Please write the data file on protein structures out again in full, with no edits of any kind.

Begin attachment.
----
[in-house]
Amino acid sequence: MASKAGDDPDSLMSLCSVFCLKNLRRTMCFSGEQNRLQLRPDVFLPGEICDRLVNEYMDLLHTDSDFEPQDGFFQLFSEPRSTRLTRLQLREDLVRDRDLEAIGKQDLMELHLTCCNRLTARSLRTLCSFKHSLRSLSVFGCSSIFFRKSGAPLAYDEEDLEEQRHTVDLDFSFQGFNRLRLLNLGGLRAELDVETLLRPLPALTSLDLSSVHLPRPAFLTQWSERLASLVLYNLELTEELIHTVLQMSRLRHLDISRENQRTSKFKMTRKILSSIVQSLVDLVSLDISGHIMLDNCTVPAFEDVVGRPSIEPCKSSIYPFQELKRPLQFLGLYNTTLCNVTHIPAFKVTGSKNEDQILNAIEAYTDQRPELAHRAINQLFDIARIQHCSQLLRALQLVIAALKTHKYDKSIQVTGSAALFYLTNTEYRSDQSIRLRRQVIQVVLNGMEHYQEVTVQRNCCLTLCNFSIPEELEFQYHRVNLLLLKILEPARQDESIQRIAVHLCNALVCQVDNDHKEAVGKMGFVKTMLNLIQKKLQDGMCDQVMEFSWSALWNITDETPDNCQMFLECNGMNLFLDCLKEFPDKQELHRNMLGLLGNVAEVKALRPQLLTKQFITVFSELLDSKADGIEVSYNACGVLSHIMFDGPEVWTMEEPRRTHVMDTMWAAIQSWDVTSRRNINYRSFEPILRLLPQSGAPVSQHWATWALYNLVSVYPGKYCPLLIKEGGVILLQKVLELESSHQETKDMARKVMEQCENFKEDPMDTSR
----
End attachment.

[in-house]
Amino acid sequence: MASKAGDDPDSLMSLCSVFCLKNLRRTMCFSGEQNRLQLRPDVFLPGEICDRLVNEYMDLLHTDSDFEPQDGFFQLFSEPRSTRLTRLQLREDLVRDRDLEAIGKQDLMELHLTCCNRLTARSLRTLCSFKHSLRSLSVFGCSSIFFRKSGAPLAYDEEDLEEQRHTVDLDFSFQGFNRLRLLNLGGLRAELDVETLLRPLPALTSLDLSSVHLPRPAFLTQWSERLASLVLYNLELTEELIHTVLQMSRLRHLDISRENQRTSKFKMTRKILSSIVQSLVDLVSLDISGHIMLDNCTVPAFEDVVGRPSIEPCKSSIYPFQELKRPLQFLGLYNTTLCNVTHIPAFKVTGSKNEDQILNAIEAYTDQRPELAHRAINQLFDIARIQHCSQLLRALQLVIAALKTHKYDKSIQVTGSAALFYLTNTEYRSDQSIRLRRQVIQVVLNGMEHYQEVTVQRNCCLTLCNFSIPEELEFQYHRVNLLLLKILEPARQDESIQRIAVHLCNALVCQVDNDHKEAVGKMGFVKTMLNLIQKKLQDGMCDQVMEFSWSALWNITDETPDNCQMFLECNGMNLFLDCLKEFPDKQELHRNMLGLLGNVAEVKALRPQLLTKQFITVFSELLDSKADGIEVSYNACGVLSHIMFDGPEVWTMEEPRRTHVMDTMWAAIQSWDVTSRRNINYRSFEPILRLLPQSGAPVSQHWATWALYNLVSVYPGKYCPLLIKEGGVILLQKVLELESSHQETKDMARKVMEQCENFKEDPMDTSR